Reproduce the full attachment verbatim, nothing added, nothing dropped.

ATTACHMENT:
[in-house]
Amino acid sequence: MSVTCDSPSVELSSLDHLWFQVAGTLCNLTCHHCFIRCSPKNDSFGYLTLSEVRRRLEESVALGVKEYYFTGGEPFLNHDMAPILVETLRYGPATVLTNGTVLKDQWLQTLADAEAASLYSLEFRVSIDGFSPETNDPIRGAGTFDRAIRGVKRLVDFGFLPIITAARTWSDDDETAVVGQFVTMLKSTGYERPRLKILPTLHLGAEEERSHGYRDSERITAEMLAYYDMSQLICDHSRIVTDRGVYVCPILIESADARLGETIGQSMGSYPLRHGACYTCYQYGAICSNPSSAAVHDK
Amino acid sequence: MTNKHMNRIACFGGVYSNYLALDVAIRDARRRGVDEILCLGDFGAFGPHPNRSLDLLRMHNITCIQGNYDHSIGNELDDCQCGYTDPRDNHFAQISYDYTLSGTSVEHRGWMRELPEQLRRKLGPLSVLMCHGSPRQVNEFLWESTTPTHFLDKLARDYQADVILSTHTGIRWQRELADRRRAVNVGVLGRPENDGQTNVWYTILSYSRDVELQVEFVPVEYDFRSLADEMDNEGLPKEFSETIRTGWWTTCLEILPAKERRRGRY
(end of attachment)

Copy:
[in-house]
Amino acid sequence: MSVTCDSPSVELSSLDHLWFQVAGTLCNLTCHHCFIRCSPKNDSFGYLTLSEVRRRLEESVALGVKEYYFTGGEPFLNHDMAPILVETLRYGPATVLTNGTVLKDQWLQTLADAEAASLYSLEFRVSIDGFSPETNDPIRGAGTFDRAIRGVKRLVDFGFLPIITAARTWSDDDETAVVGQFVTMLKSTGYERPRLKILPTLHLGAEEERSHGYRDSERITAEMLAYYDMSQLICDHSRIVTDRGVYVCPILIESADARLGETIGQSMGSYPLRHGACYTCYQYGAICSNPSSAAVHDK
Amino acid sequence: MTNKHMNRIACFGGVYSNYLALDVAIRDARRRGVDEILCLGDFGAFGPHPNRSLDLLRMHNITCIQGNYDHSIGNELDDCQCGYTDPRDNHFAQISYDYTLSGTSVEHRGWMRELPEQLRRKLGPLSVLMCHGSPRQVNEFLWESTTPTHFLDKLARDYQADVILSTHTGIRWQRELADRRRAVNVGVLGRPENDGQTNVWYTILSYSRDVELQVEFVPVEYDFRSLADEMDNEGLPKEFSETIRTGWWTTCLEILPAKERRRGRY